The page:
She only married you because I was poor and she was tired of waiting for me. It was a terrible mistake, but in her heart she never loved anyone except me" (130). Myrtle on the other hand is having affairs with Tom in order to feel the satisfaction of being in the upper class. Myrtle loved her husband Mr. Wilson when they got married, but she got very disappointed by her husband’s lack of money and the social status that she is suffering in for eleven years. Now she is regretting the day she married with him, her sister Catharine says “She really ought to get away from him.
He is also takes advantage of Delia and has an affair with another woman. The abuse gets worse as Sykes tries to kill her with a rattlesnake; but he fails. Hurston uses biblical allusion and the examination of good and evil to show Delia’s likeness to Jesus, Sykes conniving nature and similarity to the devil, and how Sykes set Delia free. Delia is similar
Delia constantly reminds Sykes that for the past fifteen years, she is the one who has been in charge of food among other basic necessities. Sykes being the disrespectful man that he is, does not respect the fact that his wife works very hard to offer food. He does not appreciate that she does other people laundry so that he can be comfortable. Furthermore, he uses the money the Delia earns to make sure that his mistress Bertha is satisfied.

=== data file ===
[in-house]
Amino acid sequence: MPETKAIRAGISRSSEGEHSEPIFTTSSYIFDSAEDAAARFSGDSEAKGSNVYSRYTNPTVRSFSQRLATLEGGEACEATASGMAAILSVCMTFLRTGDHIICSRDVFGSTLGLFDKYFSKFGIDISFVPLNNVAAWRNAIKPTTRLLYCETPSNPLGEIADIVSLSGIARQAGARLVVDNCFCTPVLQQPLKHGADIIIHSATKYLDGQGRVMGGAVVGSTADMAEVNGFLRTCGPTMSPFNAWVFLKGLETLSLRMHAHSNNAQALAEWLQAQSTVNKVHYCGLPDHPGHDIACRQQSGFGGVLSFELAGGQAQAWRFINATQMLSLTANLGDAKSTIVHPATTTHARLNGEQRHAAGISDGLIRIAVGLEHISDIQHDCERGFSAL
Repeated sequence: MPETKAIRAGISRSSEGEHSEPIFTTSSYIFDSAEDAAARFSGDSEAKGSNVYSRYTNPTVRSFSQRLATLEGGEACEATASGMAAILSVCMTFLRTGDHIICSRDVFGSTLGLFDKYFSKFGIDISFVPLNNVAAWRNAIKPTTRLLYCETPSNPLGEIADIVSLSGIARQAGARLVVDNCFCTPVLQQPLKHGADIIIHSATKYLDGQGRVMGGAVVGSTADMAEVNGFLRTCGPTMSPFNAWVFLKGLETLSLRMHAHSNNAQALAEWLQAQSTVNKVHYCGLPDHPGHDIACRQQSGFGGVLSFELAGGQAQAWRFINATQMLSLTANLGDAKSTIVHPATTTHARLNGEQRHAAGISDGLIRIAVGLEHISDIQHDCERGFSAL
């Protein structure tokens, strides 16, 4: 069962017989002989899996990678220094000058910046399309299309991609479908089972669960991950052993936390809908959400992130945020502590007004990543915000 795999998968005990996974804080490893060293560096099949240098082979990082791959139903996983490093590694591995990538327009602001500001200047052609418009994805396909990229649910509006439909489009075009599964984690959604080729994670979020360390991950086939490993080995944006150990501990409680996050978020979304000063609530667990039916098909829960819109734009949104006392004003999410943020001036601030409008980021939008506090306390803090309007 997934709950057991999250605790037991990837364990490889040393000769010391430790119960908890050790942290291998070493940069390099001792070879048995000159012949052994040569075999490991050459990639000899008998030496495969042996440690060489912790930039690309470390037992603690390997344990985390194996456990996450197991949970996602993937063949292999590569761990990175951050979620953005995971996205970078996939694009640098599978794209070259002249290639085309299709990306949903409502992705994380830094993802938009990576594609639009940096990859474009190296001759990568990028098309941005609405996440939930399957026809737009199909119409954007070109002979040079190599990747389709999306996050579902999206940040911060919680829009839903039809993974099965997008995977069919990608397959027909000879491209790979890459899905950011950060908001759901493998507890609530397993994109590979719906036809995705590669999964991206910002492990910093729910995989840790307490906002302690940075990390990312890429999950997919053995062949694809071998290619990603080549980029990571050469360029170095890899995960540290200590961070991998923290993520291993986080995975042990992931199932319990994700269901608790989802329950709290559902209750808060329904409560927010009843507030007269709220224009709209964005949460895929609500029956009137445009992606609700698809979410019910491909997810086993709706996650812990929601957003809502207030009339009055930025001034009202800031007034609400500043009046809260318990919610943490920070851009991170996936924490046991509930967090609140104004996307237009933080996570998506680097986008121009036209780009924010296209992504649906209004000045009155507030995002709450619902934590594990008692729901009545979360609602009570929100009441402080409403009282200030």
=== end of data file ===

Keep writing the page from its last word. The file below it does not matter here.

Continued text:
In the second paragraph of the story the author states that she is suffering because she doesn't have the things she wants by saying, “She suffered endlessly, feeling herself born for every delicacy and luxury. She suffered from the poorness of her house, from its mean walls, worn chairs, and ugly curtains.” (Guy de Maupassant 2) “She had no clothes, no jewels, nothing. And these were the only things she loved;” (Guy de Maupassant 2) The author included this to let the readers know what kind of “Poverty” Matilde was living in. Mathilde doesn't seem to love her husband as much.
The reason behind why Syke is so abusive mentally and physically towards Delia is because she is the breadwinner of the marriage, she basically does everything that the man of the house should be doing. Which causes him to be insecure because he feels threatened that Delia is the hardworking one and bringing in all the income. A quote that would support all this is “You sho is one aggravatin ' n- woman! (8). He says which doesn 't make sense because she clothes him and feeds him and has to say and do all these things so he can feel masculine and that he’s the man of the house.